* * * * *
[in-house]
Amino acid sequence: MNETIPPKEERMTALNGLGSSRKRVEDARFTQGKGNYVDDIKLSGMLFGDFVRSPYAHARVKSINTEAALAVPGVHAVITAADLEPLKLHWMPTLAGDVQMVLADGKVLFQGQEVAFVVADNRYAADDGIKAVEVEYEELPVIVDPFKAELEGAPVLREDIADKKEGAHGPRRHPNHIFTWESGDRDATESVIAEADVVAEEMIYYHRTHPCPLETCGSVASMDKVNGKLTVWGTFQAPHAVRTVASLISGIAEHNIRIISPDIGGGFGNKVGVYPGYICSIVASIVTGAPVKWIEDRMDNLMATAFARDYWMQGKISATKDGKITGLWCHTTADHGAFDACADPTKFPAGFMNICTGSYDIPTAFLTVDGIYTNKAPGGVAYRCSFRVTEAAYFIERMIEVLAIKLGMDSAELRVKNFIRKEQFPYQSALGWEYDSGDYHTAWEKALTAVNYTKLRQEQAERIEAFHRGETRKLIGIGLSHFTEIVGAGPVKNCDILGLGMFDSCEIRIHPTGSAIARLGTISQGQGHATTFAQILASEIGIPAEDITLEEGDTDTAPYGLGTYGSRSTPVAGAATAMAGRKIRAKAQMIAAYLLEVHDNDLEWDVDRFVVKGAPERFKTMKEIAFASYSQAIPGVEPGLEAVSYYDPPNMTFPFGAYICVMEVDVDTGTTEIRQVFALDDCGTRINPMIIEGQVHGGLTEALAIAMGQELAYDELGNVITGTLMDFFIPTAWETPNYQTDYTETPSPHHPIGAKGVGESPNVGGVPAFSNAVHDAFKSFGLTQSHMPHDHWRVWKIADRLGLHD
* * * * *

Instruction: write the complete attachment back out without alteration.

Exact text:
[in-house]
Amino acid sequence: MNETIPPKEERMTALNGLGSSRKRVEDARFTQGKGNYVDDIKLSGMLFGDFVRSPYAHARVKSINTEAALAVPGVHAVITAADLEPLKLHWMPTLAGDVQMVLADGKVLFQGQEVAFVVADNRYAADDGIKAVEVEYEELPVIVDPFKAELEGAPVLREDIADKKEGAHGPRRHPNHIFTWESGDRDATESVIAEADVVAEEMIYYHRTHPCPLETCGSVASMDKVNGKLTVWGTFQAPHAVRTVASLISGIAEHNIRIISPDIGGGFGNKVGVYPGYICSIVASIVTGAPVKWIEDRMDNLMATAFARDYWMQGKISATKDGKITGLWCHTTADHGAFDACADPTKFPAGFMNICTGSYDIPTAFLTVDGIYTNKAPGGVAYRCSFRVTEAAYFIERMIEVLAIKLGMDSAELRVKNFIRKEQFPYQSALGWEYDSGDYHTAWEKALTAVNYTKLRQEQAERIEAFHRGETRKLIGIGLSHFTEIVGAGPVKNCDILGLGMFDSCEIRIHPTGSAIARLGTISQGQGHATTFAQILASEIGIPAEDITLEEGDTDTAPYGLGTYGSRSTPVAGAATAMAGRKIRAKAQMIAAYLLEVHDNDLEWDVDRFVVKGAPERFKTMKEIAFASYSQAIPGVEPGLEAVSYYDPPNMTFPFGAYICVMEVDVDTGTTEIRQVFALDDCGTRINPMIIEGQVHGGLTEALAIAMGQELAYDELGNVITGTLMDFFIPTAWETPNYQTDYTETPSPHHPIGAKGVGESPNVGGVPAFSNAVHDAFKSFGLTQSHMPHDHWRVWKIADRLGLHD